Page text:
Gabriel “Specter” Reese has a no-holds-barred sort of approach to steer art that endears him to a lot of people in the art community. This also makes him somewhat of a nuisance to the authorities. Crumbling walls, garage doors, and even ads themselves don’t escape his attention. Speed is essential in street art as no one wants to be caught. Which is probably why we see so many of them stenciled, tagged, and silk-screened. Specter, unlike most street artists, does all of his work free hand.
Gabriel Dawe challenges the long-held notions of machismo through his art. He grew up in Mexico and as a child, he was forbidden to explore the artistic elements of textiles and embroidery, areas which are usually reserved for women. He now lives in Texas and has made a name for himself with his colorful thread installations especially his “Plexus” series.
Léo Caillard is the artist behind Street Stone. With a liberal application of modern clothes, he has a given new twist to ancient statues scattered all around the Louvre. Of course, he wasn’t actually allowed to dress up the statues themselves, so he did the next best thing. He took shots of his friends who were dressed in trendy clothes while they mimicked the poses of the classic stone figures. A clever bit of digital manipulation transferred the clothes to the statues, turning the ancient stone hip and trendy.
Aubrey Elizabeth is the founder of Aubrey Elizabeth Apothecary. Custom-made soaps has long been in the market but none are as scrumptious as Aubrey’s faux food soaps. Her mother always told her that ‘a homemade gift is better’ so she started making soap to give away to friends and family. They recognized the marketability of her products and the rest, as they say, is history. I just hope no one leaves her special soap in the kitchen counter or someone is bound to be frothing at the mouth.
Ray Sumser is a New York-based artist whose “Characternity” brings together around 2,500 pop culture characters from cartoon, comic books, and video games. Ray has been a fan of cartoons and comic books all his life so it comes as no surprise that he would make an illustration of all the characters he could think of. According to him: “From a very early age, I wanted to bring characters from unrelated stories together. In the past five years my work has revolved around fantastic landscapes where characters from our most beloved stories coexist, compete and collaborate.”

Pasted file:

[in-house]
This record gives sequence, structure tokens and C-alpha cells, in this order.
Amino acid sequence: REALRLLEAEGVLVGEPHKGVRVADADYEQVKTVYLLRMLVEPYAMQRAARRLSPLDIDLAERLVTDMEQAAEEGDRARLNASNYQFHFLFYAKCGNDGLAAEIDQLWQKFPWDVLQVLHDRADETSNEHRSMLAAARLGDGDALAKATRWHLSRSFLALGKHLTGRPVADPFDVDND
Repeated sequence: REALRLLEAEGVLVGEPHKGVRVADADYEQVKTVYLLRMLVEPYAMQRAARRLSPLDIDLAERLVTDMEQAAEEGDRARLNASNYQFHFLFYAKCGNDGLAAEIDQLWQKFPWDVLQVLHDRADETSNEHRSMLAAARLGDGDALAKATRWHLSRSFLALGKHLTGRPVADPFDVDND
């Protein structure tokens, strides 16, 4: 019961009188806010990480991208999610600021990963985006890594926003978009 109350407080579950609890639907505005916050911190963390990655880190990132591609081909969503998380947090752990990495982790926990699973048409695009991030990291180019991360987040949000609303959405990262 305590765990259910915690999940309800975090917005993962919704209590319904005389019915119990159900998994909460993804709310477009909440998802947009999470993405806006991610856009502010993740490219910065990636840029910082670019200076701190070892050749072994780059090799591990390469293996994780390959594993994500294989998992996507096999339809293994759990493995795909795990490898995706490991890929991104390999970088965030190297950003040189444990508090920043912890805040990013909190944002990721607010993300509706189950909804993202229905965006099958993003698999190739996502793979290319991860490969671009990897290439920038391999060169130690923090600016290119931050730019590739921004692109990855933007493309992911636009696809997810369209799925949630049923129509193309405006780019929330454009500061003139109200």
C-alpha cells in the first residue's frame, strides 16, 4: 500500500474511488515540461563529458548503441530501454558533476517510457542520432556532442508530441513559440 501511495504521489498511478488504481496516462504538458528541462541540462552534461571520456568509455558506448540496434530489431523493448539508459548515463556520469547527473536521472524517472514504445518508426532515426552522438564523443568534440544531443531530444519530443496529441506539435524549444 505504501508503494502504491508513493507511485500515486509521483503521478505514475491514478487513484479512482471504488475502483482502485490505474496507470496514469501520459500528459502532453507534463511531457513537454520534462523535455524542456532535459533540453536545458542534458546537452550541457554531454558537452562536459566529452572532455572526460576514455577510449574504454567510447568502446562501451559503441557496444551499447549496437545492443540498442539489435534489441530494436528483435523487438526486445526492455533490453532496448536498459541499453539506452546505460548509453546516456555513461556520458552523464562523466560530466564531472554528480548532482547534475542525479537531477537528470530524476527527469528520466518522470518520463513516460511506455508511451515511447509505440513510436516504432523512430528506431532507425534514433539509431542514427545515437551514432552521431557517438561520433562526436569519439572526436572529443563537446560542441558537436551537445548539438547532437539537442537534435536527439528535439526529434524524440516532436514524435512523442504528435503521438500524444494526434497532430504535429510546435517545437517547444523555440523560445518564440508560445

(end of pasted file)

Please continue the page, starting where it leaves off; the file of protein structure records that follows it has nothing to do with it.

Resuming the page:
Andrew Gorkovenko’s packaging design for Triptea is simply tea-rrific. TripTea is a one of the rare brands which takes a closer look at its own product. They wanted their packaging to embody the product itself in a new and creative way. Andrew, a Moscow-based advertising designer, decided to illustrate easily recognizable scenery from the country of the tea’s origin.
Color is something we take for granted in our everyday lives. It’s not until it’s gone that we could appreciate its presence. Artist Tauba Auerbach created this dazzling 8” x 8” x 8” hardbound book with the help of Daniel E. Kelm and Leah Hughes. The “RGB Colorspace Atlas” illustratesthe RGB gradient in the page-by-page format using digital offset printing paper. It can be used as a reference volume by artists and, as an added bonus, may also be used as an effective doorstop. Click here for more »
Annie Ralli started her career at BBS as a scenic artist. She painted backdrops in styles ranging from photorealistic to abstract, all this under time pressure too! She is now based in Bristol, UK where her ability to switch back and forth between styles to suit her client has served her well. She now freelances for advertising companies, filmmakers, and private clients. One of her more recent work features “hand art”.
Coffee is one of the world’s leading stimulant. Russian artist Arkady Kim recently broke world with his installation “The Awakening”. True to its name, the installation is made with over a million coffee beans. The subtle shadings of cream, caramel, brown, and black were accomplished by roasting the beans. Each bean was painstakingly placed by Arkady and his five assistance, a process which took twelve days to complete. The mural stands in Gorky Park and holds the world record for the largest coffee bean mural.
Yamamoto Motoi’s salty installations were first inspired by the death of his sister from complications due to brain cancer. It was his way o keep her memory alive. At first, he created a three-dimensional brain as a tribute to his sister’s condition. Later he explored the myriad ways he could shape and manipulate salt. All his installations are entirely handmade and any flaws or imperfections are left intact. After several weeks on display, the salt is gathered and poured back into the sea.